Do Women Talk More Than Men? Depends on the Context

The received wisdom about which gender talks more needs adjusting.

The received wisdom about which gender talks more needs adjusting.

If stereotypes are to be believed, this is an open-and-shut case.

Women blab on and on while men stand around all strong and silent, producing little more than the odd grunt — and that’s only when they’re pushed.

While most people think the search for cold, hard facts will only reveal what we guessed all along; for psychologists who have done some research, it’s turned out to be a tricky little question.

Some research does indeed find that women talk more, while others finds there’s no difference between men and women, and some even finds that men talk more.

Now, new research suggests that the reason there’s no easy answer to this is that it depends on the context (Onnela et al., 2014).

Researchers at Northeastern University investigated by having various groups of people wear ‘sociometers’ (below), a device developed at MIT which measures how long people spend talking to each other, along with various other social signals.


These devices were given to men and women in two different settings:

  • One group were students working together on their Masters degree group project. Their conversations and interactions were measured over 12 hours of one day.
  • The other group were call-centre employees at a US bank whose interactions were measured over 12 one-hour lunch breaks across 12 separate days.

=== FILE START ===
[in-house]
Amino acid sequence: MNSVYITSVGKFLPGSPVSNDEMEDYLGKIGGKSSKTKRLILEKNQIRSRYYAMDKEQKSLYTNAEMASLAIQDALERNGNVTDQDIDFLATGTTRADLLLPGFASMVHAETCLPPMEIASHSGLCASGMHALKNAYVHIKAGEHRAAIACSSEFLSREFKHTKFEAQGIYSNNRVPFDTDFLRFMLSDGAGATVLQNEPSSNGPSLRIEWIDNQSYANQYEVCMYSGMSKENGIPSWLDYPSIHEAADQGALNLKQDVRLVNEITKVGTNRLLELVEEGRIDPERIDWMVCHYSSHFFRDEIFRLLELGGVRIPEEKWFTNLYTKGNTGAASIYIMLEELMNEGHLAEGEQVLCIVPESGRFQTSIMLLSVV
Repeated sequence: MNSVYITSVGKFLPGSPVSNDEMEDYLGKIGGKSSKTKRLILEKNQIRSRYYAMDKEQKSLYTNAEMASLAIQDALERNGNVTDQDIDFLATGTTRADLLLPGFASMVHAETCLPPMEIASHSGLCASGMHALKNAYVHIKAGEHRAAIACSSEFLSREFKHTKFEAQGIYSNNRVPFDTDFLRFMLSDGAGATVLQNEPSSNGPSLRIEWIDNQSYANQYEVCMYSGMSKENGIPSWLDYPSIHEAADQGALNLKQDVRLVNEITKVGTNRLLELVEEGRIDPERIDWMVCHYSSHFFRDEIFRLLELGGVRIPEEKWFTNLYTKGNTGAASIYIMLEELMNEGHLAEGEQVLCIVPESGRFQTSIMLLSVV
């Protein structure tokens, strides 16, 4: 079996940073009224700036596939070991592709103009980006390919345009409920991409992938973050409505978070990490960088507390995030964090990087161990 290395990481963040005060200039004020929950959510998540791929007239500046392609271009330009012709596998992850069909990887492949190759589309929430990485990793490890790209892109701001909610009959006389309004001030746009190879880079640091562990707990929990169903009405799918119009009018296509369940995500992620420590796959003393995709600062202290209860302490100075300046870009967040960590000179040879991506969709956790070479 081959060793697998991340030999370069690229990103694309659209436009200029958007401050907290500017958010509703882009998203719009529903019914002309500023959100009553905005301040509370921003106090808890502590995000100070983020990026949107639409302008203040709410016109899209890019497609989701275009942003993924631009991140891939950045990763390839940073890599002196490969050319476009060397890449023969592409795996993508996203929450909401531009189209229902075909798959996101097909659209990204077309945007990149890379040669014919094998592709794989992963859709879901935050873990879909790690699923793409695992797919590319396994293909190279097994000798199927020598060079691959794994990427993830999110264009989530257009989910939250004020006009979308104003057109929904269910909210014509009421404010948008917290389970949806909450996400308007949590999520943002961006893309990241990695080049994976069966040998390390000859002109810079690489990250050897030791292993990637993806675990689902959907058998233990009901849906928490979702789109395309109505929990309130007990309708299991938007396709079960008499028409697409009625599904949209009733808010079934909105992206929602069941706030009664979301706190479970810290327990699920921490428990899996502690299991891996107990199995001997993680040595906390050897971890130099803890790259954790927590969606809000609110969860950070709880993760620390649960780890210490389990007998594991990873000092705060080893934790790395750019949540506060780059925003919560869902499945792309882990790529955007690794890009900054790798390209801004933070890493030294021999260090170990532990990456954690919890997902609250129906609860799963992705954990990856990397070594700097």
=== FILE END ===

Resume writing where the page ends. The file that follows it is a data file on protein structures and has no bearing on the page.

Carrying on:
What they found was that amongst the students working together on the project, women were more likely to talk more.

This probably reflects the greater degree to which women tend to collaborate.

These findings, though, were only true when the groups were relatively small.

Once there were six or more people talking together, it was men who began to dominate the conversation.

In the call-centres there was relatively little difference between how much men and women talked.

Still, women were slightly more likely to engage in conversations.

Pro­fessor David Lazer, who led the research, said:

“In the one set­ting that is more col­lab­o­ra­tive we see the women choosing to work together, and when you work together you tend to talk more.”

So it’s a very par­tic­ular sce­nario that leads to more inter­ac­tions. The real story here is there’s an inter­play between the set­ting and gender which cre­ated this difference.”

The research doesn’t necessarily end the debate about which gender talks more — although women seem to have the slight upper hand — but does demonstrate the importance of context.

What it does show that the received wisdom about who talks more needs adjusting.

Image credit: Alex Prolmos

Author: Dr Jeremy Dean

Psychologist, Jeremy Dean, PhD is the founder and author of PsyBlog. He holds a doctorate in psychology from University College London and two other advanced degrees in psychology. He has been writing about scientific research on PsyBlog since 2004.

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